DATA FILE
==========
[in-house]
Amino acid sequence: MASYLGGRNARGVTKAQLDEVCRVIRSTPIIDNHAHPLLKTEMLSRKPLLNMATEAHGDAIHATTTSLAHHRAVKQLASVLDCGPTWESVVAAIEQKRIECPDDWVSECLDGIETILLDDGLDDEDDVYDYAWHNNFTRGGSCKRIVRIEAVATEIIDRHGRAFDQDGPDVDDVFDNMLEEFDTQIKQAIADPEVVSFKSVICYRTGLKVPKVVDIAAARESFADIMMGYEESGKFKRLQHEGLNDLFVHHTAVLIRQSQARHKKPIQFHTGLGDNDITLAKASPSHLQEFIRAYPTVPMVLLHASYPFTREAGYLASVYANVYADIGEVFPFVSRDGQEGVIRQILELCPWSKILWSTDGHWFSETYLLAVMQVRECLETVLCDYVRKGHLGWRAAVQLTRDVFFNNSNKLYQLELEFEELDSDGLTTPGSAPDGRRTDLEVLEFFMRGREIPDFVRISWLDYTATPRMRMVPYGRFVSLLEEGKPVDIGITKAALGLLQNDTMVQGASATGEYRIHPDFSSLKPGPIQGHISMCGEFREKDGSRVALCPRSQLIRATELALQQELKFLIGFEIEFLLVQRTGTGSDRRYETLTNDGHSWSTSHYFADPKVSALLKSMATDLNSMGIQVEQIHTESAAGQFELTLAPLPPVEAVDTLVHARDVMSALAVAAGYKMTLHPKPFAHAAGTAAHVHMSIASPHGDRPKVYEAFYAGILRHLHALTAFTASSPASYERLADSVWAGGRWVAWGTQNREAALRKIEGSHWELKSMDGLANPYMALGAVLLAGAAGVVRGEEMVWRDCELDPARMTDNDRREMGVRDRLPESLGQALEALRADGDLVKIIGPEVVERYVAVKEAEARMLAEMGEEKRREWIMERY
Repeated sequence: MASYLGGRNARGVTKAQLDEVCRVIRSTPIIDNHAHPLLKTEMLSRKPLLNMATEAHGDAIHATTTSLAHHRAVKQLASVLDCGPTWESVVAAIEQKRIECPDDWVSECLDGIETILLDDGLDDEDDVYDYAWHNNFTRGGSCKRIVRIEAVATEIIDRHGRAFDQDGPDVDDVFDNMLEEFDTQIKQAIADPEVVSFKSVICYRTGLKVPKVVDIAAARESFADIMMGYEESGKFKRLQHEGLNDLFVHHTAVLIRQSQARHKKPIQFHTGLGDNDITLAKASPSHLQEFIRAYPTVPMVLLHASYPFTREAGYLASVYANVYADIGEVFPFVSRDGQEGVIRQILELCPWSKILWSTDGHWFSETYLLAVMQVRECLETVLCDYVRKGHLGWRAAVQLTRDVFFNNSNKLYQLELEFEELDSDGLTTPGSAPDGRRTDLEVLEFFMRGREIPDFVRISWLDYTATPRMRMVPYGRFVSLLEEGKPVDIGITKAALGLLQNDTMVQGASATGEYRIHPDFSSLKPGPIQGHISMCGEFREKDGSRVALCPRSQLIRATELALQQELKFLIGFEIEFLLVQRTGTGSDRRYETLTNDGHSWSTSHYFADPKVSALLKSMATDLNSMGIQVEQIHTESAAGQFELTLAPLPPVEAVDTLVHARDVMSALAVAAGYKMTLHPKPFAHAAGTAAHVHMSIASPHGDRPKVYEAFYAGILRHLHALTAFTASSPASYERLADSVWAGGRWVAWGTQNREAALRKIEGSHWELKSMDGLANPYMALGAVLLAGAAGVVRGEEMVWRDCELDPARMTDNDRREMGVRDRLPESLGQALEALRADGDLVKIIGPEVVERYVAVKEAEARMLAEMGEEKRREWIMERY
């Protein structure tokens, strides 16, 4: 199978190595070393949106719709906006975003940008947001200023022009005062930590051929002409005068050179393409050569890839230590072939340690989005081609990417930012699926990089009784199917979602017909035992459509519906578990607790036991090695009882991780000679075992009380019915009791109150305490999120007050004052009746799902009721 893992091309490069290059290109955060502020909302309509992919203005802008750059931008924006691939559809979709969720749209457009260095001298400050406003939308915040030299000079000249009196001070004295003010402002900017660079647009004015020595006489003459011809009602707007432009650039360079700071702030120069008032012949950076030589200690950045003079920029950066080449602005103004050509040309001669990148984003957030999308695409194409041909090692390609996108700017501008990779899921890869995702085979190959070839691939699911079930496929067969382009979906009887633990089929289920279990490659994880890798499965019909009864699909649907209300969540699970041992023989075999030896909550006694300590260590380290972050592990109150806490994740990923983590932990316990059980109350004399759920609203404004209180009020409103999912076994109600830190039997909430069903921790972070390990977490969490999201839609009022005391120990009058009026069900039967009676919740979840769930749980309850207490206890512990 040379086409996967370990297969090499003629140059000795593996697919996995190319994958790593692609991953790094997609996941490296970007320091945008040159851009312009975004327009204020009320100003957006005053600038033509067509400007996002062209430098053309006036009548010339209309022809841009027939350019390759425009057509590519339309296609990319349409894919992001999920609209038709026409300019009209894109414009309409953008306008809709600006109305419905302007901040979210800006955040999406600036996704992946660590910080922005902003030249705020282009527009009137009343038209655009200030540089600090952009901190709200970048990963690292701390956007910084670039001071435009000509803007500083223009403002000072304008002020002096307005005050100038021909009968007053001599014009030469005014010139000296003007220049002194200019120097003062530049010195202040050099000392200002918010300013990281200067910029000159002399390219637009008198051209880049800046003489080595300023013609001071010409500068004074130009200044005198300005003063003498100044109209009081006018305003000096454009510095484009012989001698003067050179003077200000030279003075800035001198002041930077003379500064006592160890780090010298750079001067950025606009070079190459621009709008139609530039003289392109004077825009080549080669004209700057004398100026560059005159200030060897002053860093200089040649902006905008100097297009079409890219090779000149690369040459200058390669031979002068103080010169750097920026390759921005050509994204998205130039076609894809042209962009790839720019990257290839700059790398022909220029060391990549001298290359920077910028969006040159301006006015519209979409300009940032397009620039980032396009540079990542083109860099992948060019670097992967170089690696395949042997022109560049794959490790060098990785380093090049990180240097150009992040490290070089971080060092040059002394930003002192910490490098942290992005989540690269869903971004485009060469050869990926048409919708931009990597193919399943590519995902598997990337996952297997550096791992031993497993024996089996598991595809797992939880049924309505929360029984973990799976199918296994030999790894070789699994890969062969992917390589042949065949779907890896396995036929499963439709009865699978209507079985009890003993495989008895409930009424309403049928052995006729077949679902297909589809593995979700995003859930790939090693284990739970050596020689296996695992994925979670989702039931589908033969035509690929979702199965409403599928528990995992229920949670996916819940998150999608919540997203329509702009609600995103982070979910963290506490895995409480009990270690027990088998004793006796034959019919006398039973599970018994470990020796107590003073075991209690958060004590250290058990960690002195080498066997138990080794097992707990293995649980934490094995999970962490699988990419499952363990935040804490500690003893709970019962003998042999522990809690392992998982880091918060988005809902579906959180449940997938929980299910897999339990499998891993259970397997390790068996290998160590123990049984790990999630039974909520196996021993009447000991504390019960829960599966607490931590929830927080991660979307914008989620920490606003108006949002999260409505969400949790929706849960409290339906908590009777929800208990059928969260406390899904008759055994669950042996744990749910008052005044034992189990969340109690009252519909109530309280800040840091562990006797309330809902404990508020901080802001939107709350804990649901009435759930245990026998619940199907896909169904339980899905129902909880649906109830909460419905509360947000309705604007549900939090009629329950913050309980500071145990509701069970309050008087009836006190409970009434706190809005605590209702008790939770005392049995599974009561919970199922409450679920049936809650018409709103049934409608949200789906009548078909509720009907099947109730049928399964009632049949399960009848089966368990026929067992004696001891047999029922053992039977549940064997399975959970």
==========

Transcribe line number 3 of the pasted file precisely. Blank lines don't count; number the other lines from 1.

Repeated sequence: MASYLGGRNARGVTKAQLDEVCRVIRSTPIIDNHAHPLLKTEMLSRKPLLNMATEAHGDAIHATTTSLAHHRAVKQLASVLDCGPTWESVVAAIEQKRIECPDDWVSECLDGIETILLDDGLDDEDDVYDYAWHNNFTRGGSCKRIVRIEAVATEIIDRHGRAFDQDGPDVDDVFDNMLEEFDTQIKQAIADPEVVSFKSVICYRTGLKVPKVVDIAAARESFADIMMGYEESGKFKRLQHEGLNDLFVHHTAVLIRQSQARHKKPIQFHTGLGDNDITLAKASPSHLQEFIRAYPTVPMVLLHASYPFTREAGYLASVYANVYADIGEVFPFVSRDGQEGVIRQILELCPWSKILWSTDGHWFSETYLLAVMQVRECLETVLCDYVRKGHLGWRAAVQLTRDVFFNNSNKLYQLELEFEELDSDGLTTPGSAPDGRRTDLEVLEFFMRGREIPDFVRISWLDYTATPRMRMVPYGRFVSLLEEGKPVDIGITKAALGLLQNDTMVQGASATGEYRIHPDFSSLKPGPIQGHISMCGEFREKDGSRVALCPRSQLIRATELALQQELKFLIGFEIEFLLVQRTGTGSDRRYETLTNDGHSWSTSHYFADPKVSALLKSMATDLNSMGIQVEQIHTESAAGQFELTLAPLPPVEAVDTLVHARDVMSALAVAAGYKMTLHPKPFAHAAGTAAHVHMSIASPHGDRPKVYEAFYAGILRHLHALTAFTASSPASYERLADSVWAGGRWVAWGTQNREAALRKIEGSHWELKSMDGLANPYMALGAVLLAGAAGVVRGEEMVWRDCELDPARMTDNDRREMGVRDRLPESLGQALEALRADGDLVKIIGPEVVERYVAVKEAEARMLAEMGEEKRREWIMERY